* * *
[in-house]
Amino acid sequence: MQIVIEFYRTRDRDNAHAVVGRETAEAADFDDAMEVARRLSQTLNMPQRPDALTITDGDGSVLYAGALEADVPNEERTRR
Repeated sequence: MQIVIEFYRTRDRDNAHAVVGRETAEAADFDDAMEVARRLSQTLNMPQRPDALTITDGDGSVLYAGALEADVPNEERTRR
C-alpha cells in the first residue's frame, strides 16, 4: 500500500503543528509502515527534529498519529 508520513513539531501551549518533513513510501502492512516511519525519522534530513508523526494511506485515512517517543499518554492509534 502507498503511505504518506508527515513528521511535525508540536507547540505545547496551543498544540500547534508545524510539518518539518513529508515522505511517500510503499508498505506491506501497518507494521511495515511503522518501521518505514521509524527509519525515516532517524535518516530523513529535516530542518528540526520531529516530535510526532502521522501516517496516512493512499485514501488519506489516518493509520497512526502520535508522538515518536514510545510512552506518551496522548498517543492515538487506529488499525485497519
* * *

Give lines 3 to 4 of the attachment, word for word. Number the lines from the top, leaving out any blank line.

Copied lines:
Repeated sequence: MQIVIEFYRTRDRDNAHAVVGRETAEAADFDDAMEVARRLSQTLNMPQRPDALTITDGDGSVLYAGALEADVPNEERTRR
C-alpha cells in the first residue's frame, strides 16, 4: 500500500503543528509502515527534529498519529 508520513513539531501551549518533513513510501502492512516511519525519522534530513508523526494511506485515512517517543499518554492509534 502507498503511505504518506508527515513528521511535525508540536507547540505545547496551543498544540500547534508545524510539518518539518513529508515522505511517500510503499508498505506491506501497518507494521511495515511503522518501521518505514521509524527509519525515516532517524535518516530523513529535516530542518528540526520531529516530535510526532502521522501516517496516512493512499485514501488519506489516518493509520497512526502520535508522538515518536514510545510512552506518551496522548498517543492515538487506529488499525485497519